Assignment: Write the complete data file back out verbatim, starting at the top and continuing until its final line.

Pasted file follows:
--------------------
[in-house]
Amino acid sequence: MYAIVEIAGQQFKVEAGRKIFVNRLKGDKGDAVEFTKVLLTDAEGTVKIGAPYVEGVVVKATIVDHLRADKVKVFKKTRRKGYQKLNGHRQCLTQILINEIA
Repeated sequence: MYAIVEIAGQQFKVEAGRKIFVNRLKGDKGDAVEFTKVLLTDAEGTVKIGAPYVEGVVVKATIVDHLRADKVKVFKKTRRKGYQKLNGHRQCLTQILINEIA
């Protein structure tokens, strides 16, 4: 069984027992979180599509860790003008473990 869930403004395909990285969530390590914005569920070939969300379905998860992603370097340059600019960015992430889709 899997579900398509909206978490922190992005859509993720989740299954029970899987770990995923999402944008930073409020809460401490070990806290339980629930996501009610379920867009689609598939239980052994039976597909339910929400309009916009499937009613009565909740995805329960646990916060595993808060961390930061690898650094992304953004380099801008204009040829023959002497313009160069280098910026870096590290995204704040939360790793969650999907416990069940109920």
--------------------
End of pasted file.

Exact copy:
[in-house]
Amino acid sequence: MYAIVEIAGQQFKVEAGRKIFVNRLKGDKGDAVEFTKVLLTDAEGTVKIGAPYVEGVVVKATIVDHLRADKVKVFKKTRRKGYQKLNGHRQCLTQILINEIA
Repeated sequence: MYAIVEIAGQQFKVEAGRKIFVNRLKGDKGDAVEFTKVLLTDAEGTVKIGAPYVEGVVVKATIVDHLRADKVKVFKKTRRKGYQKLNGHRQCLTQILINEIA
């Protein structure tokens, strides 16, 4: 069984027992979180599509860790003008473990 869930403004395909990285969530390590914005569920070939969300379905998860992603370097340059600019960015992430889709 899997579900398509909206978490922190992005859509993720989740299954029970899987770990995923999402944008930073409020809460401490070990806290339980629930996501009610379920867009689609598939239980052994039976597909339910929400309009916009499937009613009565909740995805329960646990916060595993808060961390930061690898650094992304953004380099801008204009040829023959002497313009160069280098910026870096590290995204704040939360790793969650999907416990069940109920």